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On Labor Day: Youth group hits unemployment for new grads

June 5, 2010

May 1, 2008

On Labor Day
Youth group hits unemployment for new grads

As Malacanang made a show of celebrating International Labor Day with a job fair held at the World Trade Center, youth group Anakbayan criticized the government’s failure to provide adequate jobs for new college graduates.

Anakbayan national chairperson Eleanor de Guzman blamed the government’s economic policies and labor-export programs for the insufficiency of job opportunities in the country, saying that graduates nowadays are only left with three choices – go abroad, accept jobs which do not match their degrees or become idle.

“Every year, fresh college graduates are confronted with the same problem of job scarcity, but our government’s response has always been for the former to look for greener pastures abroad or accept job offers which fall short of any acceptable standard or measure for anyone who finished tertiary education.”

“The sad reality is, after paying a large sum of money for college education, the few who manage to graduate are forced to accept any kind of paying job, regardless of their degrees, or opt to go abroad to earn money. Expect this situation to be aggravated by soaring prices, unjust wages and the present economic crisis,” de Guzman said.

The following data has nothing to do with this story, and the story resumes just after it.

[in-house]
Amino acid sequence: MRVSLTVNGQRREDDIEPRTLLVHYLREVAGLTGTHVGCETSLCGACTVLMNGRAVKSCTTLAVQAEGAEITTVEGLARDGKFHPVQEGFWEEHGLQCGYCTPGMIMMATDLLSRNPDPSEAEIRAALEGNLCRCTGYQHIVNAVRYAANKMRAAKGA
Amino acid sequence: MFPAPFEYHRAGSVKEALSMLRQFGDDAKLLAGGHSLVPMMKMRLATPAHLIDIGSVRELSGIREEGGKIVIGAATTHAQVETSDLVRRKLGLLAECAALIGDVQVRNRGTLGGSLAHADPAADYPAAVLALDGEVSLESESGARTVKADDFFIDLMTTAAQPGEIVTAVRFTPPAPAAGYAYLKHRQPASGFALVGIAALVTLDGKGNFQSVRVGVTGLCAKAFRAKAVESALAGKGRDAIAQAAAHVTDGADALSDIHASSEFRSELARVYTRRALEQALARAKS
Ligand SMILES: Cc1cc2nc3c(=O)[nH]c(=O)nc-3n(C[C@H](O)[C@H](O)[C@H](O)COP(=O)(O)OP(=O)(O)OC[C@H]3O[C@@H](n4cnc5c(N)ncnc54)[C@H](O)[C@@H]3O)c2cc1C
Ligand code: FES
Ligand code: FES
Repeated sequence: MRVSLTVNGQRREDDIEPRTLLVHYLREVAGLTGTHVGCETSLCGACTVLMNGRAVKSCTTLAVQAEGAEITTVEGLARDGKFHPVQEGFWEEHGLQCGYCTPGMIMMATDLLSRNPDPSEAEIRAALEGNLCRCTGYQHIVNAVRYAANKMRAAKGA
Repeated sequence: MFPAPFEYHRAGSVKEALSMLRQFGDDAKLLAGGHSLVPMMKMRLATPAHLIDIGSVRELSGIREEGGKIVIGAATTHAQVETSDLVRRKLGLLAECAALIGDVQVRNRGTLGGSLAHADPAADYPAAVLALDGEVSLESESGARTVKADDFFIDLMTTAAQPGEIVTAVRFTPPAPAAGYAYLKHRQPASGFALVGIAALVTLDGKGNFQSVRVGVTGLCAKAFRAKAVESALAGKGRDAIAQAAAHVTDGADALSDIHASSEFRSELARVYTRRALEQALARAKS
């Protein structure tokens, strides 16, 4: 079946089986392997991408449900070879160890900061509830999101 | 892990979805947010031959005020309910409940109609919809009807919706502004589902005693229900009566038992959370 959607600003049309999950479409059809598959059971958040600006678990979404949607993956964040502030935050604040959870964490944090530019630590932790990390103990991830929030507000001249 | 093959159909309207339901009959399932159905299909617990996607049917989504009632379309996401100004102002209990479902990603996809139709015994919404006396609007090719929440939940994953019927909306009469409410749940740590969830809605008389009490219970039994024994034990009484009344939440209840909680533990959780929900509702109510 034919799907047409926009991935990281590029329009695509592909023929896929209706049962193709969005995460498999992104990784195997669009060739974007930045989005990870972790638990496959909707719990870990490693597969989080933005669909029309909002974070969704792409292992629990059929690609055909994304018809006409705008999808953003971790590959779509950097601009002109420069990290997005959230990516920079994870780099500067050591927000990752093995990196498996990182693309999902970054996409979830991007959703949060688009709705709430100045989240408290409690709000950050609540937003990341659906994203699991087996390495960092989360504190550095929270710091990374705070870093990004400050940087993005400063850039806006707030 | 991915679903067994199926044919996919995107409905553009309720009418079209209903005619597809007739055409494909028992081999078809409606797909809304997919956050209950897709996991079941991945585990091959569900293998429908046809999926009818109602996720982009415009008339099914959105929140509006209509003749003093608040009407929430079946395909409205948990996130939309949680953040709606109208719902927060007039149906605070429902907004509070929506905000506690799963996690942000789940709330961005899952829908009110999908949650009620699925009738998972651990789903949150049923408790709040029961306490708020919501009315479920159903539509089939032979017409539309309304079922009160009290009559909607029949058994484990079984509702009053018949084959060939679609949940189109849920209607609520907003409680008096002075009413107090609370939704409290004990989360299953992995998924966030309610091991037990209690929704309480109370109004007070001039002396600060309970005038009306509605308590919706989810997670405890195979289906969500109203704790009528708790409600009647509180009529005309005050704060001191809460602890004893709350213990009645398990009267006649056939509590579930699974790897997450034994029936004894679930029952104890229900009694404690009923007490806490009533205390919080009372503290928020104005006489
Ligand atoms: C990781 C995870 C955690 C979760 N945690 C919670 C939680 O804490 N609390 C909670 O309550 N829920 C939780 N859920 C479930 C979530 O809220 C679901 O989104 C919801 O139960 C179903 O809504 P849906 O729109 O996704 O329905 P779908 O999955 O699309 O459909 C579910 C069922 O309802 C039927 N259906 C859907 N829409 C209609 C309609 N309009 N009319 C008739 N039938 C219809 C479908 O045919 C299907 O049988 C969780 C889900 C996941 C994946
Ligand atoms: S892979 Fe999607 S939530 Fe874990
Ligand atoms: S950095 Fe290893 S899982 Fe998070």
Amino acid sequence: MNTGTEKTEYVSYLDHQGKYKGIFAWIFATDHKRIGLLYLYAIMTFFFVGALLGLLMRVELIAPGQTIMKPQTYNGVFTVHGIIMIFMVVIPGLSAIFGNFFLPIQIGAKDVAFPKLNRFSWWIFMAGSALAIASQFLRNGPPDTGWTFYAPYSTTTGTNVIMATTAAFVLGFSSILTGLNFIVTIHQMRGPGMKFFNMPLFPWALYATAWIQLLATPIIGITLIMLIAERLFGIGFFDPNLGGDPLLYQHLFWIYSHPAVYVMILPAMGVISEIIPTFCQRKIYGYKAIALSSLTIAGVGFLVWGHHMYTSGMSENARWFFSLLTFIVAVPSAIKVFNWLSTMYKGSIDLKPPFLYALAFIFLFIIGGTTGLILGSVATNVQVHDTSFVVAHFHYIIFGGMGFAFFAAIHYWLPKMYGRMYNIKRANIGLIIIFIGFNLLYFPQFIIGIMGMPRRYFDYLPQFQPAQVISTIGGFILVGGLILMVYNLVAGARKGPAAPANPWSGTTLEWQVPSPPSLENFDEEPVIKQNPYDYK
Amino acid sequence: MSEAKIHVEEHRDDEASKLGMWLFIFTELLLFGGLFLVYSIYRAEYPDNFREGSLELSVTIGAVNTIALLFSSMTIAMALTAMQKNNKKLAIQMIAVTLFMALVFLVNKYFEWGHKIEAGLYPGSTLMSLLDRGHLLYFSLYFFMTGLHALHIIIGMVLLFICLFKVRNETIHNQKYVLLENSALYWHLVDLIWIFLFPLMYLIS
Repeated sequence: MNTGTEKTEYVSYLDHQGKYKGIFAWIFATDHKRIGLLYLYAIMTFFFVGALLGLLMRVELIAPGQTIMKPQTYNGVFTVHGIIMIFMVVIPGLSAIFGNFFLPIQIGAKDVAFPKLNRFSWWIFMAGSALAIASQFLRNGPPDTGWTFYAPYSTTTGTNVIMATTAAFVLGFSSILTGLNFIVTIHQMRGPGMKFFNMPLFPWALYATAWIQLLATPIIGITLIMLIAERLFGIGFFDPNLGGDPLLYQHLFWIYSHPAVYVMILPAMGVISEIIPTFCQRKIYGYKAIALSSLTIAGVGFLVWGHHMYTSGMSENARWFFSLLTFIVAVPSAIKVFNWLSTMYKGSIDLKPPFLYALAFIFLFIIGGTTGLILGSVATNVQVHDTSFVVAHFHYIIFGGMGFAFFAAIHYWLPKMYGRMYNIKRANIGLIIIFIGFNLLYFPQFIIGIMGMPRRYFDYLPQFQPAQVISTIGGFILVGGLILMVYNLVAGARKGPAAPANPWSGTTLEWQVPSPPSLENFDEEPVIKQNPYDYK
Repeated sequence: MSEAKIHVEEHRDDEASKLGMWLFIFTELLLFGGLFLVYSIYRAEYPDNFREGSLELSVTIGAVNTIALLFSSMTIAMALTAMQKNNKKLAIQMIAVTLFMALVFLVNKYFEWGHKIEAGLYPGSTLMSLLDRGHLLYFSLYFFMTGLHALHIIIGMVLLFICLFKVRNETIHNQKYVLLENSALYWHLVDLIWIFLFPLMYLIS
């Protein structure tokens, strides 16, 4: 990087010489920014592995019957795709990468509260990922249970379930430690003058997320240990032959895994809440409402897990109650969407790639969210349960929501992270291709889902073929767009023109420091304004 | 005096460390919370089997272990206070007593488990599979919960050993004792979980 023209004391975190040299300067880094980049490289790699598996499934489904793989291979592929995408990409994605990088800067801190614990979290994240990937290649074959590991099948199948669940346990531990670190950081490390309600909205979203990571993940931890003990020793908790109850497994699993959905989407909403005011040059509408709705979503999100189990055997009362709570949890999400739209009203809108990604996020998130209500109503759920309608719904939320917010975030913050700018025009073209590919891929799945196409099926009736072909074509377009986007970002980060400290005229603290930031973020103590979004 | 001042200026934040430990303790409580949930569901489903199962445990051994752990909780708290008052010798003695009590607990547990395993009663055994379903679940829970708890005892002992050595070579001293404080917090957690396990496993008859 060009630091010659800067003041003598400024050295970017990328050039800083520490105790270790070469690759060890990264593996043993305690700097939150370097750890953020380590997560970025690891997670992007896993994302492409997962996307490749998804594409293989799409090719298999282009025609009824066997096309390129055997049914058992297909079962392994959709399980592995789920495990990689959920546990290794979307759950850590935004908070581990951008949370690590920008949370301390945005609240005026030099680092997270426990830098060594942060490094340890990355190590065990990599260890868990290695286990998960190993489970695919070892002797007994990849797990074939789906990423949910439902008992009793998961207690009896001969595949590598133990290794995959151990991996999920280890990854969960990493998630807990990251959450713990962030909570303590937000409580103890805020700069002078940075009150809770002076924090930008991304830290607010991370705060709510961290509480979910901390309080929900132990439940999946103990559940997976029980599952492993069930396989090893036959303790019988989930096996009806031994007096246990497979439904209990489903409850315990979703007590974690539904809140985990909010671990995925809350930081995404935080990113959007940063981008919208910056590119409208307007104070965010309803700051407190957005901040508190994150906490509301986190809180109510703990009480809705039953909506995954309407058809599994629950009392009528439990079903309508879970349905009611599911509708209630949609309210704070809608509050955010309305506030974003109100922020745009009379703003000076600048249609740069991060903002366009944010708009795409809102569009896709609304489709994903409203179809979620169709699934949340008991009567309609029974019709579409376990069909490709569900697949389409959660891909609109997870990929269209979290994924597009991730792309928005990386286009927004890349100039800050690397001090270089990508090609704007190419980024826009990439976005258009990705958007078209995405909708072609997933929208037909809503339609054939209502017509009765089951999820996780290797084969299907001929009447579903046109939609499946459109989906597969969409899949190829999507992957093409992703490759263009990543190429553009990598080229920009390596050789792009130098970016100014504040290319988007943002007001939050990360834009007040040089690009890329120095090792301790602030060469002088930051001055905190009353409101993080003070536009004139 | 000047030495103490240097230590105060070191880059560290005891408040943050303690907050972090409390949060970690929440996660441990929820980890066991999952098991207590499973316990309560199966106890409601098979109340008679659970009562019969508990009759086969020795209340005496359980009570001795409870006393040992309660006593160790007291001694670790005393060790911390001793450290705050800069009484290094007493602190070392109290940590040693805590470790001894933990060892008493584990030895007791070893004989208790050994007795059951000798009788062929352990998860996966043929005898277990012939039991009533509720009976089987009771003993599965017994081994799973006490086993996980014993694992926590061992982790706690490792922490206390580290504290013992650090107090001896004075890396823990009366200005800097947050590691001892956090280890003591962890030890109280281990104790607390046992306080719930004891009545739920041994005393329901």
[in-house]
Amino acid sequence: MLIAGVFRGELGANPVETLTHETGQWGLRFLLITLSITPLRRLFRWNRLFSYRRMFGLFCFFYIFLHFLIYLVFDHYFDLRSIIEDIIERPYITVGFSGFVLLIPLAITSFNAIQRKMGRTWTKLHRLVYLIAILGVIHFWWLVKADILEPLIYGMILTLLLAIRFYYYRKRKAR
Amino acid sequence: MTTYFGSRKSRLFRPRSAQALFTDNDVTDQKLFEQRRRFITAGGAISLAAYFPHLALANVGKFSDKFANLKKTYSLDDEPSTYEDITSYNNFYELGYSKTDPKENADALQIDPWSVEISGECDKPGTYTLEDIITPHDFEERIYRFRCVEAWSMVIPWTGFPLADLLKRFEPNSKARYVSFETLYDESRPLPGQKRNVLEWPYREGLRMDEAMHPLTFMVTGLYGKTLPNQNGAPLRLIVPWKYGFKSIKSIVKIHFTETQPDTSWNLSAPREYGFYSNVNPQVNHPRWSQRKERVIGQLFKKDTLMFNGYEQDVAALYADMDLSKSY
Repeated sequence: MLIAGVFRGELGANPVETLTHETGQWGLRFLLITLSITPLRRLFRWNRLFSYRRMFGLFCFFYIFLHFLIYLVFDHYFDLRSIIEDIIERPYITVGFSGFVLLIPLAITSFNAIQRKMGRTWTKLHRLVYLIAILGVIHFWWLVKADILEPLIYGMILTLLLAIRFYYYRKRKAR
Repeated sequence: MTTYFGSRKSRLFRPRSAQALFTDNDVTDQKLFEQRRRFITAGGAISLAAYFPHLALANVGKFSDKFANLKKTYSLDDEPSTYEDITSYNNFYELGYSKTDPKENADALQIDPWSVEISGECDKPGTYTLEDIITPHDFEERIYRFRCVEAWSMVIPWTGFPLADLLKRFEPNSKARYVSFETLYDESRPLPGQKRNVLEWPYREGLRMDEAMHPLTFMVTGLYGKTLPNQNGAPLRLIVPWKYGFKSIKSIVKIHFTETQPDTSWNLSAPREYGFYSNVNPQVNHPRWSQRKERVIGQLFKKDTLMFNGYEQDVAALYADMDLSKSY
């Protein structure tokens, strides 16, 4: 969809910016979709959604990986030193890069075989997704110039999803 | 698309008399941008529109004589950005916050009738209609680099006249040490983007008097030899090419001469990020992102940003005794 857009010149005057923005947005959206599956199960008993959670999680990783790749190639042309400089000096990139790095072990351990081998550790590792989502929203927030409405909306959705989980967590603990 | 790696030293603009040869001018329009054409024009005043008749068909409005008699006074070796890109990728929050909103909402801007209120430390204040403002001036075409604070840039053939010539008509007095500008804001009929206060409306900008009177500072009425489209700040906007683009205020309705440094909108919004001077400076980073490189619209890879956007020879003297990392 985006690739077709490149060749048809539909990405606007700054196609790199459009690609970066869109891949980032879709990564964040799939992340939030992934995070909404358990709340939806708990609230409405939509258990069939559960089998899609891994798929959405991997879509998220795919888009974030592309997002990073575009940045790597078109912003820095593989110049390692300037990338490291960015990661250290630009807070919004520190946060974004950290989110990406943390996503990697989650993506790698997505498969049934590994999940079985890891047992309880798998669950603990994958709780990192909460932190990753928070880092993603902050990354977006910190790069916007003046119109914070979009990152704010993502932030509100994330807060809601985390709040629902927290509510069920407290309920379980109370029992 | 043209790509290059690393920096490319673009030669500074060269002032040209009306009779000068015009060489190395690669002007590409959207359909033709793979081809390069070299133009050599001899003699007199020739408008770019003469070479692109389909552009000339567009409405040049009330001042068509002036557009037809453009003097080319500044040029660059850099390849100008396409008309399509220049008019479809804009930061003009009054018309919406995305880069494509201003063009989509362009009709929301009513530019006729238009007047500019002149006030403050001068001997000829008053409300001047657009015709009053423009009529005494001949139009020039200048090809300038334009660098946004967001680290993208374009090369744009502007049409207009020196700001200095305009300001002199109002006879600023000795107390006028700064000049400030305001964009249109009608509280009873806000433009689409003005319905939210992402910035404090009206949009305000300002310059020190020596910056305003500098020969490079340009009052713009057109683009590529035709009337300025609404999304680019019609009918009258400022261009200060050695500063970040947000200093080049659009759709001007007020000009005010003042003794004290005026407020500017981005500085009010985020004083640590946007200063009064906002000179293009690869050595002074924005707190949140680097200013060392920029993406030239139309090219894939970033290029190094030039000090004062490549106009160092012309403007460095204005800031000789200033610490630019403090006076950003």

De Guzman added that the government’s own job programs are contributing to the increasing jobs-graduates mismatch and underemployment in the country.

Every year, an estimated 400,000-500,000 new graduates add to the work force, according to data from the Commission on Higher Education.

“The government wants to create an illusion that it is solving the unemployment problem, yet the nature of jobs that it is offering new graduates, which mostly are call center or tourism jobs, do not match their undergraduate degrees – if they ever get to land jobs at all.”

Call centers only offer ‘part-time, irregular, cheap-paying jobs’
De Guzman also cited a 2007 study conducted by the Department of Trade and Industry which shows that Filipino call center workers stay an average of 2.5 years on the job, compared with about eight to nine months for Americans, which is also on a part-time basis.

“Even call centers confess that while there seems to be a large pool of English-speaking college graduates being churned out by Philippine schools, only a few qualify. Out of 100 applicants in a call center firm, for instance, only 5 to 10 are hired. Those who are hired, meanwhile, only receive a fifth of their American counterparts’ salaries.”

“Unless unemployment and underemployment are addressed with concrete and long-term policies instead of knee-jerk solutions meant as mere PR blitz, new graduates will yearly be confronted with these problems,” de Guzman said. ###

From → News, Trabaho

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